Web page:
This got me to thinking. What’s my golden thread? The answer is as easy as saying yes to another Christmas cookie: books! Like my SIL, I can trace this thread to earliest childhood. My fondest early memories center around libraries, bookshops, and the shelves of books that lined our family room. When life got too hard, too scary, too boring, I’d retreat into a book. When I had to wait, and kids are always having to wait, book time. Can’t sleep late at night? Book. Long car ride? Book. Creepy guy staring at you on the bus? Book as magic shield.

My sharpest travel memories often center around books: Shakespeare and Company in Paris, the Bouquinistes on the banks of the Seine, the Bodleian Library in Oxford, Green Apple Books and City Lights Bookstore in San Francisco, Powell’s Books in Portland, our own King’s Books in Tacoma, and all the gorgeous, charming independent bookshops I’ve visited, including The King’s English in Salt Lake City, which you must visit if you ever find yourself in that fair city.

Bookshops and libraries are my favorite places to be—I get positively giddy when surrounded by such riches. Is it any wonder I’ve chosen to enter that world as a writer of fiction? Duh!

This blog is entitled Late Blooming Rose for a reason: it’s only now, late in life, that I’m figuring out some of these important epiphanies. I can’t do everything I’d like to do, but I can keep following that golden thread.

What’s your golden thread? And what’s your favorite bookstore or library?

 

Let’s Do the Time Warp Again!

http://www.insecurewriterssupportgroup.com/p/iwsg-sign-up.html

Once again, it’s time for the monthly blog hop from the Insecure Writers Support Group. On the first Wednesday of each month, writers gather to commiserate, support each other, and laugh over shared foibles. Join the fun here: http://www.insecurewriterssupportgroup.com/p/iwsg-sign-up.html or here: #IWSG. Thanks to Ninja Captain Alex J. Cavanaugh and this month’s hosts: Julie Flanders, Shannon Lawrence, Fundy Blue, and Heather Gardner.

This month’s question: As you look back on 2017, with all its successes/failures, if you could backtrack, what would you do differently?

The time portal glows–an eerie, pulsing green light that pierces the midnight mist. From within its swirling depths, a seductive voice croons, “Step through. You can undo it all, start again.”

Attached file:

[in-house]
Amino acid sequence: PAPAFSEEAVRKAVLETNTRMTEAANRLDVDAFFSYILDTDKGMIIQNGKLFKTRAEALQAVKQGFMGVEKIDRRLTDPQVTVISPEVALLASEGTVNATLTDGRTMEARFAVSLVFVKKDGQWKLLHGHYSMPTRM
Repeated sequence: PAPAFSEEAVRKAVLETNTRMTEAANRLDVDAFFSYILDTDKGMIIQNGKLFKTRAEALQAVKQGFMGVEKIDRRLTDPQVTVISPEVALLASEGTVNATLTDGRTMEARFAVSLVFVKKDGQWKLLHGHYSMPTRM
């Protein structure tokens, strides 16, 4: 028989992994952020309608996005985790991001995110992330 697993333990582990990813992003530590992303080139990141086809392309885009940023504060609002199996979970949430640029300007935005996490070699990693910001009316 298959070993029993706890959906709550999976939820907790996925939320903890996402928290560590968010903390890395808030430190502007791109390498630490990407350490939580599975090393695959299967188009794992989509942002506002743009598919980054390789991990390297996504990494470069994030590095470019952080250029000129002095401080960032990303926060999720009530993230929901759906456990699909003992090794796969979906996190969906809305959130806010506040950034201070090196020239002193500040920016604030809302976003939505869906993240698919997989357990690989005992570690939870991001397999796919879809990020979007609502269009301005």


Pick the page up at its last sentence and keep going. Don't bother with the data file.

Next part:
An icy finger of hope and fear tickles the base of my spine. “How far back?” I whisper.

“January 2017.”

“Dang. I was hoping for pre-election—”

The voice cuts me off, harsher now. “January. Take it or leave it.”

I gulp a lungful of air, squeeze my eyes shut, and step through.

I’m holding a phone in my hand. The nice lady has offered me a job, one that involves a commute, not much pay, but the chance to use my skill set again—one that’s rare and in demand, unlike writing fiction. But now I know how much time and energy that job will drain, how my writing will languish, how I’ll writhe with frustration as I prepare yet another lesson plan.

“No, ma’am. Your offer is tempting, but I’ll have to pass.” While I’m at it, I resign from my other time-sucking, low-paying, part-time job and settle in to write full time. Okay, I’m not being paid yet, but I know I need to build up my stable of stories before I can generate an income stream from indie publishing. How lucky am I to have that opportunity!

I smile and turn to the pile of writing craft books before me. Now I know that Lisa Cron’s Story Genius will streamline my revision process and make my next manuscript sleeker, faster, a purring Ferrari rather than a breakdown-prone old Ford.

Now I know that I actually have a knack for writing romance, and that I’ll really enjoy the process. Who’da thunk it?

And then my timer dings, and I get my widening butt out of my desk chair and go for a twenty-minute walk before resuming my work. After all, the brain is an organ of the body.

When my manuscript is finished, I pop over to the UPS store and have the whole thing printed and spiral-bound, then tackle final edits with pencil, highlighters, and sticky notes—because now I know I’ll notice details on paper that I wouldn’t on a screen.

What a productive, satisfying year I’ve had, now that I’ve been gifted with hindsight. As 2017 draws to a close, I strap on my tool belt and return to the time portal to tinker with those controls. If only I can adjust the target to October of 2016…